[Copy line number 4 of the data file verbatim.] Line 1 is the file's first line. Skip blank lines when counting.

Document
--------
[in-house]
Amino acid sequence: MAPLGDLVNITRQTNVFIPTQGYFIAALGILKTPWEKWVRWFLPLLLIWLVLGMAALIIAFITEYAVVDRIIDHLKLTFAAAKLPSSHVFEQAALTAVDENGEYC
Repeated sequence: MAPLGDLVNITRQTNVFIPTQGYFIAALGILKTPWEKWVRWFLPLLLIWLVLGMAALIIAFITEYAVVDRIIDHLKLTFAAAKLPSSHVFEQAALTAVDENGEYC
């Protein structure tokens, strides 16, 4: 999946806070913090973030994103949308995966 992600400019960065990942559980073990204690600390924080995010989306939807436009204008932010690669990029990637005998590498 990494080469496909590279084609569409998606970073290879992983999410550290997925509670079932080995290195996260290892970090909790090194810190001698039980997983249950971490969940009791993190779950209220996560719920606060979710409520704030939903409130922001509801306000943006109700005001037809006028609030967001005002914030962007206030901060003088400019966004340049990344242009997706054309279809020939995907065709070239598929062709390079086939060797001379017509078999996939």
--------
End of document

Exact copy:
């Protein structure tokens, strides 16, 4: 999946806070913090973030994103949308995966 992600400019960065990942559980073990204690600390924080995010989306939807436009204008932010690669990029990637005998590498 990494080469496909590279084609569409998606970073290879992983999410550290997925509670079932080995290195996260290892970090909790090194810190001698039980997983249950971490969940009791993190779950209220996560719920606060979710409520704030939903409130922001509801306000943006109700005001037809006028609030967001005002914030962007206030901060003088400019966004340049990344242009997706054309279809020939995907065709070239598929062709390079086939060797001379017509078999996939």